Many countries have already put travel restrictions in place, and some have closed their borders, but most permit their own citizens to return.
Federal agencies have been asked to submit feedback on the proposal to the White House by Tuesday, the New York Times reported on Monday.
Donald Trump, pictured on Monday, is said to be considering a proposal to restrict entry
The plan would see U.S. citizens barred from entering the country from COVID hot spots
Currently the United States bans entry from Brazil, China, Europe and the U.K, except for legal residents and citizens.
New Zealand does not allow anyone other than citizens to return from anywhere – and citizens must enter a government-run hotel for quarantine.
Japan has, since April, blocked permanent and long-term residents from returning. Citizens can still enter.
Under the new proposal, which relies on existing legal authorities of the Centers for Disease Control and Prevention, the government could block a citizen or legal resident from crossing the border into the United States if an official ‘reasonably believes that the individual either may have been exposed to or is infected with the communicable disease.’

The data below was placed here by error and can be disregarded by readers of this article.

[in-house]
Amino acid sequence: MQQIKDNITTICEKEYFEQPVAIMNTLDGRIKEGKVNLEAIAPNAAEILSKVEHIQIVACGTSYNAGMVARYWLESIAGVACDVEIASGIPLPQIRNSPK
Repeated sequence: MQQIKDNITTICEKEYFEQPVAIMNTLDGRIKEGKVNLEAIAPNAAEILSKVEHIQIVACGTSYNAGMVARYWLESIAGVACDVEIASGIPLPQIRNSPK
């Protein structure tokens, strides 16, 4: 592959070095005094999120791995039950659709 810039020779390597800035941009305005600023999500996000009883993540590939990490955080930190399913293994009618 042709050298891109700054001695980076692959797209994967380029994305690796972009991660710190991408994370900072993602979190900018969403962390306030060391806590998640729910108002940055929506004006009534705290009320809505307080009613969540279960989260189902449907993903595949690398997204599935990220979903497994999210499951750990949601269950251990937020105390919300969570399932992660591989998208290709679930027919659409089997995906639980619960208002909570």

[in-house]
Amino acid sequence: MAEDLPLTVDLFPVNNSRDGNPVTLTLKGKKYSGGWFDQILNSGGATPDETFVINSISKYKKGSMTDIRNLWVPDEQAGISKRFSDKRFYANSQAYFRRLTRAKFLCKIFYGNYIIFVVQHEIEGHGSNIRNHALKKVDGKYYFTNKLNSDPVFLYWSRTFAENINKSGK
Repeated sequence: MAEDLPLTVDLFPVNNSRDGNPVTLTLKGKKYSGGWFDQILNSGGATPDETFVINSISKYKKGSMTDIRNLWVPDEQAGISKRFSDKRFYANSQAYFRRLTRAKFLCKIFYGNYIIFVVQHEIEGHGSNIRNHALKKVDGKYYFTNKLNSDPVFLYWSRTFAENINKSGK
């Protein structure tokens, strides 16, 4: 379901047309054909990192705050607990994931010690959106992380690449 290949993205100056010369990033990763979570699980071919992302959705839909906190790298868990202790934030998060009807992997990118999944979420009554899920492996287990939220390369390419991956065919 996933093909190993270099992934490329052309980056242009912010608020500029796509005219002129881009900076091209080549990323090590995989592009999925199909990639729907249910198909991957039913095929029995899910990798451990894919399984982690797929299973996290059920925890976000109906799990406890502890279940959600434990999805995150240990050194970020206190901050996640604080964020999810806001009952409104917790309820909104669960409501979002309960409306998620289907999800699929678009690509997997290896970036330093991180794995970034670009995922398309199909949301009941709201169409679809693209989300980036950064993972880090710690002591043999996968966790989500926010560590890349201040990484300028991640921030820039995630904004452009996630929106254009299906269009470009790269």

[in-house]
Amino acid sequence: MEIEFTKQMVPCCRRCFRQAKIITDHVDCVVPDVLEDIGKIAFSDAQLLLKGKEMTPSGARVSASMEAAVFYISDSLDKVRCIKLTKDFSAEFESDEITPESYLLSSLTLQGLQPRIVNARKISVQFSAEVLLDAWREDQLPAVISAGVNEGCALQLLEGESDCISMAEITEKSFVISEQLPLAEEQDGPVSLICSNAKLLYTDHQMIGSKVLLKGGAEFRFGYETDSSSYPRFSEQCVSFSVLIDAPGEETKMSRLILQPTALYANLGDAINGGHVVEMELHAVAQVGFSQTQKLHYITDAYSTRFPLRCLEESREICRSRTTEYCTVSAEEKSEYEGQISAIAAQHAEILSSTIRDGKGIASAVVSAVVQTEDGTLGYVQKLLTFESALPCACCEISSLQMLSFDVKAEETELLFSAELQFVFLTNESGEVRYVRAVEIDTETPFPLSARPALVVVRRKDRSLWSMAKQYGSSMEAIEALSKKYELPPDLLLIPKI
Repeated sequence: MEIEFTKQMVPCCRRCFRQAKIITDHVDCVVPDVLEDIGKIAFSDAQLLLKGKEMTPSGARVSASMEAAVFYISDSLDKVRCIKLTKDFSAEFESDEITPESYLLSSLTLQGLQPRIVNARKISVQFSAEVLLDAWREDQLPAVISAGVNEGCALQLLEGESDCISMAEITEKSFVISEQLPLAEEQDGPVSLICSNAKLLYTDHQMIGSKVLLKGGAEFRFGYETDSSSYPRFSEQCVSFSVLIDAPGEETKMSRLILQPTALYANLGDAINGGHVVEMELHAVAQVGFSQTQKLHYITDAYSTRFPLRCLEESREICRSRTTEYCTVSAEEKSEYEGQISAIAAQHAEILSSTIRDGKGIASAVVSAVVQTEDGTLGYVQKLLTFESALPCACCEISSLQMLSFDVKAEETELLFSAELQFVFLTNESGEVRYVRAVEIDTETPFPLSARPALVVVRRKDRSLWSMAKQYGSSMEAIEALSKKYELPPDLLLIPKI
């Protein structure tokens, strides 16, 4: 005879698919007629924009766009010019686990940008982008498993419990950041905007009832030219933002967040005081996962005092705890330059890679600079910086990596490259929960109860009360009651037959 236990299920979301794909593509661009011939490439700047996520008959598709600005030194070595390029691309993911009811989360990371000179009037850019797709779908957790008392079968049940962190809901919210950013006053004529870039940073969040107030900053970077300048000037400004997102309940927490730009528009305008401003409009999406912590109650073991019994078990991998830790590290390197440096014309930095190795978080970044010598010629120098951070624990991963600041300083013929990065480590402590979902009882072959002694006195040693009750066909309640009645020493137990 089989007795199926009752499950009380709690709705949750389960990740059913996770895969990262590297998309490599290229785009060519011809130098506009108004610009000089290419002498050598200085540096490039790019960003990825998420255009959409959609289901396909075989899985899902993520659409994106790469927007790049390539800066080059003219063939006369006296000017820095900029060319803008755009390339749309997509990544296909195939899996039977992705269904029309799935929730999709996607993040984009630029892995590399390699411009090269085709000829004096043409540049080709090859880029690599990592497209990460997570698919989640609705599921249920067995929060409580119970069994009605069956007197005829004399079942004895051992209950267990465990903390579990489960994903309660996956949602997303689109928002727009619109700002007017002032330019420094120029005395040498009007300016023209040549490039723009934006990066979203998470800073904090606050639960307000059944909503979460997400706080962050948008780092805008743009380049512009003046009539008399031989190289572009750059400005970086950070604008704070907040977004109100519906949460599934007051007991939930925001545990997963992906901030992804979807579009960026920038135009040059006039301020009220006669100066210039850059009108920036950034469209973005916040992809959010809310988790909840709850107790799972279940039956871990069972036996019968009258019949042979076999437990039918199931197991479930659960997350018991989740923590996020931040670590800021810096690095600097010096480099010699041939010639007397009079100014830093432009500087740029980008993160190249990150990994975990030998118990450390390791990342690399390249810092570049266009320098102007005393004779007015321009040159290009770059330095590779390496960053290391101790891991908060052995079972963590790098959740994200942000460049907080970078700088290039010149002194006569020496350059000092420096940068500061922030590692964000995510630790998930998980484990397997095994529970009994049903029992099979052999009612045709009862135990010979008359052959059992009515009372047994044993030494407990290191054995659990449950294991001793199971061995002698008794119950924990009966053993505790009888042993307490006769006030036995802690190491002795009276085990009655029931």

The draft, parts of which were obtained by The Times, explicitly says that any order blocking citizens and legal permanent residents must ‘include appropriate protections to ensure that no Constitutional rights are infringed.’
And it says that citizens and legal residents cannot be blocked as an entire class of people.
Cars line up to cross the U.S.-Mexico border between Tijuana and San Diego
The president is yet to make a decision on the plan, which would have a huge impact
The documents does not specify how long a citizen or legal resident would be required to remain outside of the United States.
The draft memo says the prohibition on the introduction of U.S. citizens or legal residents from abroad would apply ‘only in the rarest of circumstances,’ and ‘when required in the interest of public health, and be limited in duration.’
The rule would have dramatic implications for the southern border, where U.S. citizens and legal residents frequently cross into Mexico and back.
Canada closed its border with the United States on March 21, and only Canadian citizens can cross.